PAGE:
“To repair, acquire, upgrade, equip and construct school classrooms and facilities including science, technology, engineering, arts, and math classrooms; expand career technical education; replace aging portables, fix leaky roofs, repair deteriorating plumbing/ electrical wiring; and improve building earthquake safety.”
In 2016, Georgia Brown, Marie Bauer, Glen Speck, Lewis Middle School and Flamson Middle School all had buildings that pre-dated requirements for modern seismic retrofitting. As stated in the ballot measure “the Board evaluated the District’s facility’s needs and prepared a comprehensive “2016 Facilities Master Plan” and based on the recurring theme throughout the bond measure description, they confirmed the need for improved “earthquake safety.” The “Arguments in Favor” of Measure M, stated:
“Measure M will repair and improve Paso Robles Joint Unified School District by:
- Constructing career technical and vocational education classrooms
- Undertaking basic health and safety improvements at schools and classrooms built decades ago – including one that is over eighty years old!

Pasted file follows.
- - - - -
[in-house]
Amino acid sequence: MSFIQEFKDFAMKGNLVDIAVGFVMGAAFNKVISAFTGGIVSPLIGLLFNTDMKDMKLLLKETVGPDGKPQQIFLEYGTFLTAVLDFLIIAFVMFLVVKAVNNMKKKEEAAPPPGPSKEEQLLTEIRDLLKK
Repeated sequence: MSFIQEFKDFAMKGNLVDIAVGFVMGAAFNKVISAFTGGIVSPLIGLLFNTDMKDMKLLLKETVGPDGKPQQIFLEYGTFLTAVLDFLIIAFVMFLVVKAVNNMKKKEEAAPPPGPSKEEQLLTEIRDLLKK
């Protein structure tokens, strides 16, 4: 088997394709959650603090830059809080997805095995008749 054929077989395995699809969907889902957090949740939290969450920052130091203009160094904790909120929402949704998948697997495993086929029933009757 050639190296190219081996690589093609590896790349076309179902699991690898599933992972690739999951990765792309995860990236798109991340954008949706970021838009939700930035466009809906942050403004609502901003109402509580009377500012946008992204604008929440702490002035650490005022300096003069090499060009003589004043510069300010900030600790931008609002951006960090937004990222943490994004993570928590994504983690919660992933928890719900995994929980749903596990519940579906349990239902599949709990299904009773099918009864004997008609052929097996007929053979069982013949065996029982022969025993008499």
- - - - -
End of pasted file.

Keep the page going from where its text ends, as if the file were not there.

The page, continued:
- Repairing and replacing leaky roofs
- Installing Science, Technology, Engineering, Arts and Math (STEAM) labs at schools throughout the district
- Replacing aging portables with permanent buildings
- Retrofitting schools and classrooms for earthquake safety”
Although evident in 2016, in 2024, the status of seismic retrofitting seems to be unknown. In spite of multiple requests over the past few weeks to Curt Dubost and his staff, the board has yet to receive an answer as to which of our district properties do not have 21st century seismic retrofitting. If in 2016 the bond measure recognized and obligated the district to improve safety, then that, at a minimum, must take priority over an aquatics complex. Yet, we as a board have not received answers to these basic questions that are a must in order to make educated decisions.
Until the district provides us answers to these critical questions, I will vote NO on the aquatics complex. My bottom line has always been “Safety First.” As of right now, I believe that the majority of the buildings at Lewis Middle School and five buildings at Flamson Middle School do not have seismic retrofitting. Ignoring this and blindly voting for a want over a need is a “red line” for me. I cannot, with good conscience, vote to use $19+ million of our remaining $28 million Measure M funds to build the aquatic complex knowing that we did not, at a minimum, confirm that our building safety meets current standards.
We cannot allow the shameful conditions witnessed at Georgia Brown to ever occur again in our district. With the decision to reconfigure grades in our elementary and middle schools, other hard discussions must be had, but at a minimum we must ensure the safest environments that we can for our students and staff.
-Kenney Enney, San Miguel